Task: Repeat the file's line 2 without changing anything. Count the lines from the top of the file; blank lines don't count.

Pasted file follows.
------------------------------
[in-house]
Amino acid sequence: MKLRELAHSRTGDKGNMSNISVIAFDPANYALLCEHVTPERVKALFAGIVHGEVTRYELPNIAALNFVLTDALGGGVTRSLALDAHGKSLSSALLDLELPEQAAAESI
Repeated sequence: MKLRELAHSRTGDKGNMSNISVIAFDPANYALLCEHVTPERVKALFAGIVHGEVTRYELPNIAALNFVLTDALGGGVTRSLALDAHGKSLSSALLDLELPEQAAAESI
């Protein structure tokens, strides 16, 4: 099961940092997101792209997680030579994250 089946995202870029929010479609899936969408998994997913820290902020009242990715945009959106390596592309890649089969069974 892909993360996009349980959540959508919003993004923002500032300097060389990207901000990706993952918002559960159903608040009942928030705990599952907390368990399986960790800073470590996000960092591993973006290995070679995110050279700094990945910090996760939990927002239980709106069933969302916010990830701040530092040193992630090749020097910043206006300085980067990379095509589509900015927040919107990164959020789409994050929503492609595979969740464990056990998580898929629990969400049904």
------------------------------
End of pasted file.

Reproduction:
Amino acid sequence: MKLRELAHSRTGDKGNMSNISVIAFDPANYALLCEHVTPERVKALFAGIVHGEVTRYELPNIAALNFVLTDALGGGVTRSLALDAHGKSLSSALLDLELPEQAAAESI